A Lot of Juice: NFC Players React To Playing For Seahawks Coaching Staff at 2020 Pro Bowl

NFC players enjoyed the experience of being coached by Pete Carroll and the rest of the Seahawks coaching staff at this year’s Pro Bowl.


When Drew Brees picked up a basketball and started to shoot around during a break in last week's preparation for the Pro Bowl, the Saints' quarterback was surprised to suddenly have a 68-year-old coach in his face playing some aggressive defense.

With Pete Carroll and the rest of the Seahawks staff coaching the NFC Pro Bowl team this year, there was indeed a basketball hoop in the team meeting room, and Carroll being the competitor that he is, he wasn't going to let a future Hall of Famer get easy buckets on his hoop.

"I was kind of out there shooting, and he came up to me and started D-ing me up, and I was like, 'Oh, OK, I'm going to work coach Carroll here,'" Brees said. "He's fouling the heck out of me, but the bottom line is the guy competes, he loves it, you can see it, man, he makes it a joy to play."

For most of the players taking part in the Pro Bowl, last week was their first experience working with Carroll and his coaching staff, and the reviews of playing for one of the most energetic, positive coaches in football were very positive.

"They've been phenomenal," Eagles center Jason Kelce said. "They've been bringing a lot of energy, a lot of juice. It's been a fun week and they've been making it fun for us."

Cardinals pass-rusher Chandler Jones, who plays against Carroll's Seahawks twice a year, was surprised by the energy in team meetings.

"That was my first time experiencing it, and it was quite the experience, but all in a good way," Jones said. "It was fun for sure."

In particular, Jones enjoyed having shooting competitions on that aforementioned hoop, which was ordered and sent to Orlando specifically for this week.

"The basketball, you get everyone's attention, it's a good icebreaker, especially in a room full of guys who don't really know each other," he said. "It was fun, it was a good team bonding experience for all of us to go through for sure."

Added Packers receiver Davante Adams, "It's been awesome, we're having fun, a lot of vibrance. I love coach Pete, so it's always good to get around him. It's been awesome. Obviously, his son (Nate) is the one coaching the wideouts, really easy going. It's been a lot of energy, which is good, especially some of these mornings, guys are half asleep. It's perfect having a guy like Pete here coaching us."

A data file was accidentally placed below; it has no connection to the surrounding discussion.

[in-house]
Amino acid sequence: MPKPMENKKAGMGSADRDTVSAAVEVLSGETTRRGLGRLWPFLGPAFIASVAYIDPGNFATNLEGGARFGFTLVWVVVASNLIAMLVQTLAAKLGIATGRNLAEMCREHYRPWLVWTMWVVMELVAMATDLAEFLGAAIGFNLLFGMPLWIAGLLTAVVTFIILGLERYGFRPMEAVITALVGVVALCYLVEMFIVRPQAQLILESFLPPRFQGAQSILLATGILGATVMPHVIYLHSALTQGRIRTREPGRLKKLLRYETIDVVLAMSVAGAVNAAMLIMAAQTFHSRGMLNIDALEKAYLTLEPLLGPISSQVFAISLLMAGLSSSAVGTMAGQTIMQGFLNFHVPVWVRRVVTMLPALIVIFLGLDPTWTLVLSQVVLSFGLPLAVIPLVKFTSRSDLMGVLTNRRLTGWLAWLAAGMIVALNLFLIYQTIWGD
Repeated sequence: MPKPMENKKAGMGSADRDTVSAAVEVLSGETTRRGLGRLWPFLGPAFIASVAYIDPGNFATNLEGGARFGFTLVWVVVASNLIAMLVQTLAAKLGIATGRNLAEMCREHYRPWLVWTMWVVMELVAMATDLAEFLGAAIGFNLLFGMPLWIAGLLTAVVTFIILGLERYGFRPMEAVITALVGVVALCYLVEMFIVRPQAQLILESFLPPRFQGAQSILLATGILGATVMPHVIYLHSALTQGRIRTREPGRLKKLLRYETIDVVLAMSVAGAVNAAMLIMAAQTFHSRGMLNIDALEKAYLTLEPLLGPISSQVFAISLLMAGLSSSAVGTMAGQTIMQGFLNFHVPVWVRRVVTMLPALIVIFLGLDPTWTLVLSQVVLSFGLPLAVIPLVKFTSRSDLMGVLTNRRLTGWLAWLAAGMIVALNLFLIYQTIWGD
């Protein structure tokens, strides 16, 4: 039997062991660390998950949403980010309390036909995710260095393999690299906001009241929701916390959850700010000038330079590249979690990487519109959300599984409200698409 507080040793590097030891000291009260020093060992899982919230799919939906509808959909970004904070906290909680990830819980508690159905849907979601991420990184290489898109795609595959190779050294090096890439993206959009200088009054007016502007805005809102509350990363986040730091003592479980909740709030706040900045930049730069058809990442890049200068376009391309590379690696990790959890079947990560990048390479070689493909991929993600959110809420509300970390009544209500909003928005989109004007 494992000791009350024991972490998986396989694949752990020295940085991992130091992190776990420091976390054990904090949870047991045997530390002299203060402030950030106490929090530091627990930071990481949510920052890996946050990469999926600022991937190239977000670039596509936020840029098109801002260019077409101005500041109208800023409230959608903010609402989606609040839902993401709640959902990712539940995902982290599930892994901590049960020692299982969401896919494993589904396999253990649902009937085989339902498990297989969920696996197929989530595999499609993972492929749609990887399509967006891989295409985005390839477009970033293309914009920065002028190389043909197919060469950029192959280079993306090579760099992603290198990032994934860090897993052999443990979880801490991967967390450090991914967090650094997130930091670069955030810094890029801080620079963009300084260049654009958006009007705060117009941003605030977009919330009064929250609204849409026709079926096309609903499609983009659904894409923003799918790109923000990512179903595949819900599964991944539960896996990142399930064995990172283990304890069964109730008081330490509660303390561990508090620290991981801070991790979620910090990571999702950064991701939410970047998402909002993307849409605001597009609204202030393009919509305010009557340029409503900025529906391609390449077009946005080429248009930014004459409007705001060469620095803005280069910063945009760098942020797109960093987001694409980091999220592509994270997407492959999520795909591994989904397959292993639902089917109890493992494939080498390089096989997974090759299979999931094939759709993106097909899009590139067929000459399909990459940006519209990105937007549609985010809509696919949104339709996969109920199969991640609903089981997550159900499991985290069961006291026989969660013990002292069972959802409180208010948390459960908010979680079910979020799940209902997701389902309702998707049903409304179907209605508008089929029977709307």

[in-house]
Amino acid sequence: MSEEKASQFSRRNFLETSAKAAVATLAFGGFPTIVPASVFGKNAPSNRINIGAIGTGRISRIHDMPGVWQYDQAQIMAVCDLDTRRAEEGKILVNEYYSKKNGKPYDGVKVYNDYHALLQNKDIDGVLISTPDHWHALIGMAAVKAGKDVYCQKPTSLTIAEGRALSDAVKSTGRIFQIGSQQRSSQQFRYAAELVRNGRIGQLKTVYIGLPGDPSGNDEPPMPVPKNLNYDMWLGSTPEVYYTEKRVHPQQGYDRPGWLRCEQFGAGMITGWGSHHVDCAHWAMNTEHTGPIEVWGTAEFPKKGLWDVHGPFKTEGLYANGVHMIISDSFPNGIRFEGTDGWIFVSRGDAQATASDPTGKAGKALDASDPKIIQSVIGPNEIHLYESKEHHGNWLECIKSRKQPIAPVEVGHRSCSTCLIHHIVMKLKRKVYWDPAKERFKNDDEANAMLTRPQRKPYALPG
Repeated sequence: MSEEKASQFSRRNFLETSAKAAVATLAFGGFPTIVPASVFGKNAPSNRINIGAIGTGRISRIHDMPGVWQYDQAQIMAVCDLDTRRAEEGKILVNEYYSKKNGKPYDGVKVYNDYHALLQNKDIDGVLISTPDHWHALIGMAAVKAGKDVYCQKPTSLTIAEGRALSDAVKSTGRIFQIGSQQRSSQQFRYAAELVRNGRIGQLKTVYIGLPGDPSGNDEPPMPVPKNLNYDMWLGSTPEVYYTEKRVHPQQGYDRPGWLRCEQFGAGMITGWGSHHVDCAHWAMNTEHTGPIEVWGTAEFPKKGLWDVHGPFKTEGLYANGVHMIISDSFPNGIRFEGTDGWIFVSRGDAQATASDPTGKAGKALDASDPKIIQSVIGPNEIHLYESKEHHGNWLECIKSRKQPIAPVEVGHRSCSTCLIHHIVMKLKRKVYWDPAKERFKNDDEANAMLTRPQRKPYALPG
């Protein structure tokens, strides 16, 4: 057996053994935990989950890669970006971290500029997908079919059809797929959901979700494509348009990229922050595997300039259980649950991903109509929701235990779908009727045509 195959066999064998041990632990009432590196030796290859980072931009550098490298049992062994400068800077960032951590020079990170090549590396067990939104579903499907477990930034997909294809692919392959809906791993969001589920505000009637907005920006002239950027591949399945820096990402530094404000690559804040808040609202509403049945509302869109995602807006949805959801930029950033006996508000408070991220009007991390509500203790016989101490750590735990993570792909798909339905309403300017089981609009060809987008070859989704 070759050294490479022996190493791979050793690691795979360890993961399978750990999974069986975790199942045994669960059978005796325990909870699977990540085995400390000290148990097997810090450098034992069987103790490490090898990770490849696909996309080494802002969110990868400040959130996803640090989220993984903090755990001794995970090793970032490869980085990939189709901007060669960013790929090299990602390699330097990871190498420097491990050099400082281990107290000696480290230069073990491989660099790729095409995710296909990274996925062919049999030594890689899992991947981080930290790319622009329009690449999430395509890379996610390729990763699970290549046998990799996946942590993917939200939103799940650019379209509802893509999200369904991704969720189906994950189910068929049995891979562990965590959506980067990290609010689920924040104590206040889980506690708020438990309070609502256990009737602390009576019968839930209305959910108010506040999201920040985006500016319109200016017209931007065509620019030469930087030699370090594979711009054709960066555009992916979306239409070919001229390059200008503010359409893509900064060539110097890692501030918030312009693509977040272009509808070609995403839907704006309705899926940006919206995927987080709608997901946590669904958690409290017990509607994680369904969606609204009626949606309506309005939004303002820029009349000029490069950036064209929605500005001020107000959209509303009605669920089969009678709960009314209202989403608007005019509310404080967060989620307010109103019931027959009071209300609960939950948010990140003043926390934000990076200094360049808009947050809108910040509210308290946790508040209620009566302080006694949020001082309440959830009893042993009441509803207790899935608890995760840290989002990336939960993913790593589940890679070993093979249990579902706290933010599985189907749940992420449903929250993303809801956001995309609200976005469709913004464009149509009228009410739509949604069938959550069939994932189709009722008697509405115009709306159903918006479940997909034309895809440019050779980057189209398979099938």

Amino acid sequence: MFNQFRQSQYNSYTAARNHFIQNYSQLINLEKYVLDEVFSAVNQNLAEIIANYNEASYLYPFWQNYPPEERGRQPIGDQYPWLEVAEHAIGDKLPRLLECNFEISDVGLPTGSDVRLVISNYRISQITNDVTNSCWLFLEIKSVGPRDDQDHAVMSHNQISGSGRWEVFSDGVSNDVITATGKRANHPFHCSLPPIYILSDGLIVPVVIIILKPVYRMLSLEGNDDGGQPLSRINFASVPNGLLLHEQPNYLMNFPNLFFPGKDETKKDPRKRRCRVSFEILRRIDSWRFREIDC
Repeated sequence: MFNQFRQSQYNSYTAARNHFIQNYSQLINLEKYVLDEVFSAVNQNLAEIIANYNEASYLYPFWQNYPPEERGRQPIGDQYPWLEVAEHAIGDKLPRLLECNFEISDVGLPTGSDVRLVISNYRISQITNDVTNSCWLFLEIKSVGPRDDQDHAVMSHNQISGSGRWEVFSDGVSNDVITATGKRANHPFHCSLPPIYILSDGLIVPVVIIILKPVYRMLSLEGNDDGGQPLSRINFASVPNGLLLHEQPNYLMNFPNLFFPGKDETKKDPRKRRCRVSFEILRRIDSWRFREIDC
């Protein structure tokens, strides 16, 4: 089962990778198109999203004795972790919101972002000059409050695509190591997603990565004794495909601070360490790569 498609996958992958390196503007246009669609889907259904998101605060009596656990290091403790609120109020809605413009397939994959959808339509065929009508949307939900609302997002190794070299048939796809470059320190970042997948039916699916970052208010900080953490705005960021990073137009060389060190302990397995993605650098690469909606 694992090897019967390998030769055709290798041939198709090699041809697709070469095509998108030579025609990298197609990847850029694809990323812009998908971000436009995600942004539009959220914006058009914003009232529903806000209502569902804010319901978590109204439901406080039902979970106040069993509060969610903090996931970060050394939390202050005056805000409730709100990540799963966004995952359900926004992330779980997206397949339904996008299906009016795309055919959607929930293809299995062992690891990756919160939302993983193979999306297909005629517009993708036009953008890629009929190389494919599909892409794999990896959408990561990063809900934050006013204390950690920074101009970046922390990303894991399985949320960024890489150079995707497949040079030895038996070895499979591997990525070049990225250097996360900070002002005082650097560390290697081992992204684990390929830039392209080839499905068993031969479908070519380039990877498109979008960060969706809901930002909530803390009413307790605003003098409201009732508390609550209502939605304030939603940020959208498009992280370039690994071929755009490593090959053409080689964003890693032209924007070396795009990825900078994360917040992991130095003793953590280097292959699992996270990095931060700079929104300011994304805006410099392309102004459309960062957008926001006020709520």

For Brees, the Seahawks' presence at the Pro Bowl meant a chance to catch up with Brian Schottenheimer, who was his position coach in San Diego early in his career.

"Coach Carroll is awesome," Brees said. "He's awesome, and Brain Schottenheimer, he was my quarterback coach in San Diego, I've had a great relationship with Schotty. He's been a mentor of mine and a great friend for a long time, so having a chance to be with him again has been great. Coach Carroll, listen, you can see why so many guys love playing for him. He creates a great culture, he's obviously won a lot of football games, and I think it's a result of that. He's got a great staff around him, he's got great players on that team, but at the end of the day, I think he gets them all believing, in the scheme, in each other, in the system, and then just their ability to have fun doing it."

As Brees notes, the fun culture Carroll creates, both over the course of a decade in Seattle and during a week in Orlando, is a lot of fun, but it's about more than that. The way Carroll sees it, if players are loose and can be themselves, then that will help them be at their best.

As Carroll put it last month, "You play football. I like to go back to that thought. You don't 'work' football. You don't 'drudgery' through football. You play it. These guys love to play this game. They've grown up as kids loving it. I don't ever want them to lose connection with that. If having a good time doing it, figuring out how to lighten up the atmosphere while we work really hard and maintain standards, I'm going to find a way. If we're not having fun, I feel like I'm screwing up, to tell you the truth. It should be a good time. We should be practicing with great energy and juice and hauling butt around here in everything we're doing, but you can have a good time doing that, too. It's just the way we do it."

And as is so often the case when people learn Carroll's age, NFC players had a hard time believing their coach last week was 68.

"Sixty-eight? That's unbelievable," Brees said. "Because the guy's so full of energy."

Kelce knew the "how old is Pete Carroll" question might be a setup, and said, "I'm sure he's much older than I think he is based on this leading question. Based off his energy, I'd say he's 42 maybe."

Only Saints defensive end Cameron Jordan had an idea of Carroll's real age, but that's because his dad, Steven, played for the Vikings in the 1980s and early 90s when Carroll was an assistant in Minnesota.

"He coached my dad," Jordan said. "My dad played in the early 80s to the early 90s… He's seen a lot of legends."

Jordan then added sarcastically, "If my son is 4, and I'm 30, and my daddy is 58, Pete's gotta be 87."